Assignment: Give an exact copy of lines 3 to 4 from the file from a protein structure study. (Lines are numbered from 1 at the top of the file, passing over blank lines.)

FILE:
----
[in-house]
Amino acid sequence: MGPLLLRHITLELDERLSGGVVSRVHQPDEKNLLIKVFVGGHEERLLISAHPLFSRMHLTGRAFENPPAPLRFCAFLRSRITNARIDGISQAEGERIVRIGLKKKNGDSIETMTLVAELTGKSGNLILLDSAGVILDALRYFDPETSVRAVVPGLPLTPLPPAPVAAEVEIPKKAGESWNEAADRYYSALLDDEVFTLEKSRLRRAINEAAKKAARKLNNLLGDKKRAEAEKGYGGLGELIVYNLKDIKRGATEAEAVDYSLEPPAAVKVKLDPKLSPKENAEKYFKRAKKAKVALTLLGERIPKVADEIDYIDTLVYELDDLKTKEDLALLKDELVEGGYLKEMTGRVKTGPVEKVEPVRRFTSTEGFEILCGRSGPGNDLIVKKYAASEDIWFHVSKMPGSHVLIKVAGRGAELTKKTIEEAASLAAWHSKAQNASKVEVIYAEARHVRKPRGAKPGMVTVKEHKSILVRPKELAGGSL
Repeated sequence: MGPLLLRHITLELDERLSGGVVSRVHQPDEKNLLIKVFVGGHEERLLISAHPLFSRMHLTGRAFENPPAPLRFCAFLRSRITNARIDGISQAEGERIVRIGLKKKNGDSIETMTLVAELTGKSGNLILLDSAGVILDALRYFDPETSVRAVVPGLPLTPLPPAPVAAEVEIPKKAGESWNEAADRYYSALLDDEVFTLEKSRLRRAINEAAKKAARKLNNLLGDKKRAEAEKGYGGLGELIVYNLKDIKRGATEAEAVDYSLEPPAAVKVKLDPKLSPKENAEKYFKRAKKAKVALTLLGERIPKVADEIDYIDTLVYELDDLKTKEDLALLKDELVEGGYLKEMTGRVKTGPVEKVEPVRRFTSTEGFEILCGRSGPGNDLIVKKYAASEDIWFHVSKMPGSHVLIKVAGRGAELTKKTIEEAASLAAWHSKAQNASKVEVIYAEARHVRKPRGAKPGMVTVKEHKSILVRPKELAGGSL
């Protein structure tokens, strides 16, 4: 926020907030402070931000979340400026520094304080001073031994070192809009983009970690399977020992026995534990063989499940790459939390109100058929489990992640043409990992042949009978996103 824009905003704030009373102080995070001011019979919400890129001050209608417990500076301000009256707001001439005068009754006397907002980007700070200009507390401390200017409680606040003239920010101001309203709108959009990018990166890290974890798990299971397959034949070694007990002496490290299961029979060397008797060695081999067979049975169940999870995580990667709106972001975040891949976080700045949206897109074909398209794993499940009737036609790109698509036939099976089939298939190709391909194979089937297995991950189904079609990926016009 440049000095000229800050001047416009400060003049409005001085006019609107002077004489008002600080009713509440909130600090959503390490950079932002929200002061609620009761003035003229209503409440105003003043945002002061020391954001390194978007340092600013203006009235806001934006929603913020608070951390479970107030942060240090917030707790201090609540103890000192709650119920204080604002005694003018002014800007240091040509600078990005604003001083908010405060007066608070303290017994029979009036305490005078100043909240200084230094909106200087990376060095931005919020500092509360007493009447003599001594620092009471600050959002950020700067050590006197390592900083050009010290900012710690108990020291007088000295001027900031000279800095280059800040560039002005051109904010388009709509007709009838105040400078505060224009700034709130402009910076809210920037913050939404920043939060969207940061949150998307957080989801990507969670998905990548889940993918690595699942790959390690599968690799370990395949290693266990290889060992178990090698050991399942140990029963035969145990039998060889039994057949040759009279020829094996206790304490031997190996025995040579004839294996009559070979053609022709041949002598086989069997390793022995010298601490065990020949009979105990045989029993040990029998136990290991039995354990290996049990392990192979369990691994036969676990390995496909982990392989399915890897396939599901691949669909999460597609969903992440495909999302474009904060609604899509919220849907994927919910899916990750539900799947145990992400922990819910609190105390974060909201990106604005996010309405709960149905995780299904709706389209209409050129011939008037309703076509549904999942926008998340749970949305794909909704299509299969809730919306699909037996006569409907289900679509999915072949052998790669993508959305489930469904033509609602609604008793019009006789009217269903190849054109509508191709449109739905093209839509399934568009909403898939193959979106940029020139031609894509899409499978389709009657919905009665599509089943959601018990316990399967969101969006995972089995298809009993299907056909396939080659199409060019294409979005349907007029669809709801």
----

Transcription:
Repeated sequence: MGPLLLRHITLELDERLSGGVVSRVHQPDEKNLLIKVFVGGHEERLLISAHPLFSRMHLTGRAFENPPAPLRFCAFLRSRITNARIDGISQAEGERIVRIGLKKKNGDSIETMTLVAELTGKSGNLILLDSAGVILDALRYFDPETSVRAVVPGLPLTPLPPAPVAAEVEIPKKAGESWNEAADRYYSALLDDEVFTLEKSRLRRAINEAAKKAARKLNNLLGDKKRAEAEKGYGGLGELIVYNLKDIKRGATEAEAVDYSLEPPAAVKVKLDPKLSPKENAEKYFKRAKKAKVALTLLGERIPKVADEIDYIDTLVYELDDLKTKEDLALLKDELVEGGYLKEMTGRVKTGPVEKVEPVRRFTSTEGFEILCGRSGPGNDLIVKKYAASEDIWFHVSKMPGSHVLIKVAGRGAELTKKTIEEAASLAAWHSKAQNASKVEVIYAEARHVRKPRGAKPGMVTVKEHKSILVRPKELAGGSL
């Protein structure tokens, strides 16, 4: 926020907030402070931000979340400026520094304080001073031994070192809009983009970690399977020992026995534990063989499940790459939390109100058929489990992640043409990992042949009978996103 824009905003704030009373102080995070001011019979919400890129001050209608417990500076301000009256707001001439005068009754006397907002980007700070200009507390401390200017409680606040003239920010101001309203709108959009990018990166890290974890798990299971397959034949070694007990002496490290299961029979060397008797060695081999067979049975169940999870995580990667709106972001975040891949976080700045949206897109074909398209794993499940009737036609790109698509036939099976089939298939190709391909194979089937297995991950189904079609990926016009 440049000095000229800050001047416009400060003049409005001085006019609107002077004489008002600080009713509440909130600090959503390490950079932002929200002061609620009761003035003229209503409440105003003043945002002061020391954001390194978007340092600013203006009235806001934006929603913020608070951390479970107030942060240090917030707790201090609540103890000192709650119920204080604002005694003018002014800007240091040509600078990005604003001083908010405060007066608070303290017994029979009036305490005078100043909240200084230094909106200087990376060095931005919020500092509360007493009447003599001594620092009471600050959002950020700067050590006197390592900083050009010290900012710690108990020291007088000295001027900031000279800095280059800040560039002005051109904010388009709509007709009838105040400078505060224009700034709130402009910076809210920037913050939404920043939060969207940061949150998307957080989801990507969670998905990548889940993918690595699942790959390690599968690799370990395949290693266990290889060992178990090698050991399942140990029963035969145990039998060889039994057949040759009279020829094996206790304490031997190996025995040579004839294996009559070979053609022709041949002598086989069997390793022995010298601490065990020949009979105990045989029993040990029998136990290991039995354990290996049990392990192979369990691994036969676990390995496909982990392989399915890897396939599901691949669909999460597609969903992440495909999302474009904060609604899509919220849907994927919910899916990750539900799947145990992400922990819910609190105390974060909201990106604005996010309405709960149905995780299904709706389209209409050129011939008037309703076509549904999942926008998340749970949305794909909704299509299969809730919306699909037996006569409907289900679509999915072949052998790669993508959305489930469904033509609602609604008793019009006789009217269903190849054109509508191709449109739905093209839509399934568009909403898939193959979106940029020139031609894509899409499978389709009657919905009665599509089943959601018990316990399967969101969006995972089995298809009993299907056909396939080659199409060019294409979005349907007029669809709801």